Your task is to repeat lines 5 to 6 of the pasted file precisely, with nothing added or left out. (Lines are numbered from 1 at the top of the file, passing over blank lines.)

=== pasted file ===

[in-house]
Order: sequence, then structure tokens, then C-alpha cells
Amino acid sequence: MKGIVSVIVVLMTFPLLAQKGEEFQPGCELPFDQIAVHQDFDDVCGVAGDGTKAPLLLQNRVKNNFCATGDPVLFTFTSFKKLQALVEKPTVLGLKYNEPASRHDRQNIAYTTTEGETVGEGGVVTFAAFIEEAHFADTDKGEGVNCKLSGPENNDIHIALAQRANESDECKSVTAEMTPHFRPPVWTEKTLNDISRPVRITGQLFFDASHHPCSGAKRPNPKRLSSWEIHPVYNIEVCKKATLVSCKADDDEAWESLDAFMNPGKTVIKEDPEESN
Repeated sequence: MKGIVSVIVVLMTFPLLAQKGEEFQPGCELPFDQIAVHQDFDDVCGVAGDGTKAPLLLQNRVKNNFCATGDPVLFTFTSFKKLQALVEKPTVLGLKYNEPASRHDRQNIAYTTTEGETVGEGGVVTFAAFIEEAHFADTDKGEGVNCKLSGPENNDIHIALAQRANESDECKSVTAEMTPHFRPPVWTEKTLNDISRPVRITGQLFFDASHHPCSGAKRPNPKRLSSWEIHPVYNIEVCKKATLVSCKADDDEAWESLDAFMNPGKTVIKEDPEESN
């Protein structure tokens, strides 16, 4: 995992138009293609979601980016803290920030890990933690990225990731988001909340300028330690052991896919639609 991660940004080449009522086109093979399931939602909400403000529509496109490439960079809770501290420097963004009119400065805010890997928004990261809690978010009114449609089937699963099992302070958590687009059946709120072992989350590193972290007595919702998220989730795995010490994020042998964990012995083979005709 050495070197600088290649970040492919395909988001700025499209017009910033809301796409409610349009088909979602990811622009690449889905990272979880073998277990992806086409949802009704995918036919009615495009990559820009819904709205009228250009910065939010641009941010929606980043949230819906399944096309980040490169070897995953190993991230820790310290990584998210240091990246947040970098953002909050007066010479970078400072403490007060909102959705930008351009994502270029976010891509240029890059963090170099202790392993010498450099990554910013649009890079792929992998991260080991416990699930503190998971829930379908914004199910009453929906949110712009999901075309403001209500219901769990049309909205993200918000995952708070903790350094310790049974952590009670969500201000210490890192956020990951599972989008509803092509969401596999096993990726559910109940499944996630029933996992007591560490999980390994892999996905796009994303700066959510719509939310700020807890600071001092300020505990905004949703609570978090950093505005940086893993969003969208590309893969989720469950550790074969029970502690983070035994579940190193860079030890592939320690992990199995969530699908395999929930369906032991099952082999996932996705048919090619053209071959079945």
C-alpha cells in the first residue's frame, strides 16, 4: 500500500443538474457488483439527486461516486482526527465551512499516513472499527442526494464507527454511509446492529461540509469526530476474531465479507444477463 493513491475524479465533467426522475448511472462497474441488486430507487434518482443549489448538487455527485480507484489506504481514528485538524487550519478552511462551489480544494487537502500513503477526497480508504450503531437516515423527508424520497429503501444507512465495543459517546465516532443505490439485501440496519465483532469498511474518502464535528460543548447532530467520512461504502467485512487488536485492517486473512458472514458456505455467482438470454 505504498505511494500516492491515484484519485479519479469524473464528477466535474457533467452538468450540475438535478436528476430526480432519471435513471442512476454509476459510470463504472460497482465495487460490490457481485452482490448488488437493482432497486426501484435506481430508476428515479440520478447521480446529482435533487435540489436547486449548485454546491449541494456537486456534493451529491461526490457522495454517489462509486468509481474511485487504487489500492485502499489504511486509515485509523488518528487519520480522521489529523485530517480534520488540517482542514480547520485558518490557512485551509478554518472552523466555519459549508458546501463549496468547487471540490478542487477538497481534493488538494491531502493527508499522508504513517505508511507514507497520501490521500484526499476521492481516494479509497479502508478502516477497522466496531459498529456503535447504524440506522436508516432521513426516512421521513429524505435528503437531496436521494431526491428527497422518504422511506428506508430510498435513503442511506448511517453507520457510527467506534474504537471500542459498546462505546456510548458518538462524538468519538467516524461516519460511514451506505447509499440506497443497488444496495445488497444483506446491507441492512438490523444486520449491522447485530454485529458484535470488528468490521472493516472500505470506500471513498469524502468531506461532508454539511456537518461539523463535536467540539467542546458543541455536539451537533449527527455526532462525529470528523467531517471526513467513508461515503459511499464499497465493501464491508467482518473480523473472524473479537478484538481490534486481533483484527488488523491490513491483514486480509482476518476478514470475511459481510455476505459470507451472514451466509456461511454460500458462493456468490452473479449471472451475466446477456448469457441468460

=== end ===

């Protein structure tokens, strides 16, 4: 995992138009293609979601980016803290920030890990933690990225990731988001909340300028330690052991896919639609 991660940004080449009522086109093979399931939602909400403000529509496109490439960079809770501290420097963004009119400065805010890997928004990261809690978010009114449609089937699963099992302070958590687009059946709120072992989350590193972290007595919702998220989730795995010490994020042998964990012995083979005709 050495070197600088290649970040492919395909988001700025499209017009910033809301796409409610349009088909979602990811622009690449889905990272979880073998277990992806086409949802009704995918036919009615495009990559820009819904709205009228250009910065939010641009941010929606980043949230819906399944096309980040490169070897995953190993991230820790310290990584998210240091990246947040970098953002909050007066010479970078400072403490007060909102959705930008351009994502270029976010891509240029890059963090170099202790392993010498450099990554910013649009890079792929992998991260080991416990699930503190998971829930379908914004199910009453929906949110712009999901075309403001209500219901769990049309909205993200918000995952708070903790350094310790049974952590009670969500201000210490890192956020990951599972989008509803092509969401596999096993990726559910109940499944996630029933996992007591560490999980390994892999996905796009994303700066959510719509939310700020807890600071001092300020505990905004949703609570978090950093505005940086893993969003969208590309893969989720469950550790074969029970502690983070035994579940190193860079030890592939320690992990199995969530699908395999929930369906032991099952082999996932996705048919090619053209071959079945």
C-alpha cells in the first residue's frame, strides 16, 4: 500500500443538474457488483439527486461516486482526527465551512499516513472499527442526494464507527454511509446492529461540509469526530476474531465479507444477463 493513491475524479465533467426522475448511472462497474441488486430507487434518482443549489448538487455527485480507484489506504481514528485538524487550519478552511462551489480544494487537502500513503477526497480508504450503531437516515423527508424520497429503501444507512465495543459517546465516532443505490439485501440496519465483532469498511474518502464535528460543548447532530467520512461504502467485512487488536485492517486473512458472514458456505455467482438470454 505504498505511494500516492491515484484519485479519479469524473464528477466535474457533467452538468450540475438535478436528476430526480432519471435513471442512476454509476459510470463504472460497482465495487460490490457481485452482490448488488437493482432497486426501484435506481430508476428515479440520478447521480446529482435533487435540489436547486449548485454546491449541494456537486456534493451529491461526490457522495454517489462509486468509481474511485487504487489500492485502499489504511486509515485509523488518528487519520480522521489529523485530517480534520488540517482542514480547520485558518490557512485551509478554518472552523466555519459549508458546501463549496468547487471540490478542487477538497481534493488538494491531502493527508499522508504513517505508511507514507497520501490521500484526499476521492481516494479509497479502508478502516477497522466496531459498529456503535447504524440506522436508516432521513426516512421521513429524505435528503437531496436521494431526491428527497422518504422511506428506508430510498435513503442511506448511517453507520457510527467506534474504537471500542459498546462505546456510548458518538462524538468519538467516524461516519460511514451506505447509499440506497443497488444496495445488497444483506446491507441492512438490523444486520449491522447485530454485529458484535470488528468490521472493516472500505470506500471513498469524502468531506461532508454539511456537518461539523463535536467540539467542546458543541455536539451537533449527527455526532462525529470528523467531517471526513467513508461515503459511499464499497465493501464491508467482518473480523473472524473479537478484538481490534486481533483484527488488523491490513491483514486480509482476518476478514470475511459481510455476505459470507451472514451466509456461511454460500458462493456468490452473479449471472451475466446477456448469457441468460